Fasten your seatbelt, sit back and relax, and enjoy your trip back to the glory days of flying with Seattle Repertory Theater’s production of the French farce, Boeing Boeing. This last production of the season has been around the block a time or two, it was originally staged in 1962, but in a city known for its relationship with the aerospace industry, Seattle-ites embraced the retro, overlooked the camp, and enjoyed a laugh at the silliness – and it is silliness – that played out on the stage.
The plot line is agonizingly simple.
Bernard (played by Richard Nguyen Sloniker) is a suave man about town, the town being Paris, with a penchant for engagements to stewardesses. Three stewardesses. All flying international schedules, who somehow manage to never be in Paris at the same time. There’s Gloria (played by Bhama Roget), his fiancee from the Unites States, and Gabriella (played Angela DiMarco), his fiancee from Italy, and Gretchen (played by Cheyenne Casebier), his fiancee from Germany. One might be forgiven for getting them and their schedules all confused, but Bernard keeps everything straight with the help of a master listing of flight schedules. Which he needs so he knows when to switch out photos to the right loved one.
Life goes along swimmingly for Bernard, wining and dining three attractive, sexy women, until Boeing ups it game in the aerospace world and develops faster planes. This means, somehow, that all the stewardesses have more time to be in Paris with Bernard and, to Bernard’s distress, his carefully laid plans go awry.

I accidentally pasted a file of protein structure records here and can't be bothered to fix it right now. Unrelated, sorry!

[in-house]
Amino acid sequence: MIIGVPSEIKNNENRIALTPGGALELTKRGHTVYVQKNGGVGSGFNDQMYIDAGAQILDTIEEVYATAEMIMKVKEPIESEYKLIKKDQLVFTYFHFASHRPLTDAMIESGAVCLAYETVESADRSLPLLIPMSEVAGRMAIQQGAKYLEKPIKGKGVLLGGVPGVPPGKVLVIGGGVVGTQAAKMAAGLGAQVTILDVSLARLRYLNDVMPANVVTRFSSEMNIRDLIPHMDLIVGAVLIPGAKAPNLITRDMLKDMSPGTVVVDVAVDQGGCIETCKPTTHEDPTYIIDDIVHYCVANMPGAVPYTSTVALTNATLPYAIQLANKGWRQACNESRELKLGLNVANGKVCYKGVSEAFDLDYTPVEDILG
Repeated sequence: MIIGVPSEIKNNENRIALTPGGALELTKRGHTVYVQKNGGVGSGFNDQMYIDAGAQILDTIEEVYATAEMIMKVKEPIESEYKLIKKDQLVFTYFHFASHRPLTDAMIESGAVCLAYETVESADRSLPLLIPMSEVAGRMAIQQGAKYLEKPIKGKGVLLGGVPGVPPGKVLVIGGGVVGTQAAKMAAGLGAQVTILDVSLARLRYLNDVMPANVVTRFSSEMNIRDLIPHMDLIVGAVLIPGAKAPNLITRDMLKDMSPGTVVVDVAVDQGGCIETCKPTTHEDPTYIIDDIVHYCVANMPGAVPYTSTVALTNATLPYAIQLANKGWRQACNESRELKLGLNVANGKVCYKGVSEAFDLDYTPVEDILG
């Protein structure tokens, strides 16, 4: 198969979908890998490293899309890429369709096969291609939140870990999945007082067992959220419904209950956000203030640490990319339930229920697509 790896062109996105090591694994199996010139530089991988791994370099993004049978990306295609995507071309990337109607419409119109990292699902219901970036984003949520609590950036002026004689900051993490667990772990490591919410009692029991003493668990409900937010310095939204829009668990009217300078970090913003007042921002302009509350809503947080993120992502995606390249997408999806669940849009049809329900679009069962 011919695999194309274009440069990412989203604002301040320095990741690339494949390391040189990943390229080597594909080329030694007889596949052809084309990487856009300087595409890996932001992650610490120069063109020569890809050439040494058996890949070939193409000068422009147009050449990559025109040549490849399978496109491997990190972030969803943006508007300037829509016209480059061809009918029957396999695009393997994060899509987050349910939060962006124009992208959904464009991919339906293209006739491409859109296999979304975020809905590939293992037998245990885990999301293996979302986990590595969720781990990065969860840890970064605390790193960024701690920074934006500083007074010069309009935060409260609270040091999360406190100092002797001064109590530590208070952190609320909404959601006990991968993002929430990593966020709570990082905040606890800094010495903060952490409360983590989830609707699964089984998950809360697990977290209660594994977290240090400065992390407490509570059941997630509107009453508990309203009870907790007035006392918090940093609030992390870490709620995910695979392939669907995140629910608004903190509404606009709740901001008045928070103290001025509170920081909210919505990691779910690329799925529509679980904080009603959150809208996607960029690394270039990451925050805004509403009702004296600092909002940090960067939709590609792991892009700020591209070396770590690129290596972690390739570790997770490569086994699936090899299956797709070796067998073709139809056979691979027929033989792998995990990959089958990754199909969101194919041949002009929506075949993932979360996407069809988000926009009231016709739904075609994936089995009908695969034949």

On hand to witness the mayhem and the maneuvering required when three women are in the same place at the same time, is Bernard’s long time pal Robert, nimbly played by Mark Bedard in a fine turn of physical comedy. And helping Bernard try to keep everything straight, despite it falling apart all around him, is his long time housekeeper Berthe, played by Anne Allgood in one scene stealing moment after another. These two
There are no complicated back stories, no subtle political message, no ridiculous red herrings balling up the eventual boy-gets-the-right-girl ending. It’s silliness through and through, and if the production can manage not to take itself too seriously, so can you. This fond look back at an era that can only be resurrected on stage provides an evening of silly laughs and “if only” kinds of comments. Not a bad way to spend an evening at all.
Boeing Boeing was written by Marc Camoletti, and translated from French by Beverley Cross and Francis Evans. It was directed by Allison Narver.
Location: Seattle Repertory Theater, 155 Mercer Street, Seattle Center Campus
Run Dates: April 19th – May 19th, 2013
Tickets: Start at about $25
Photo credits: Courtesy of Seattle Rep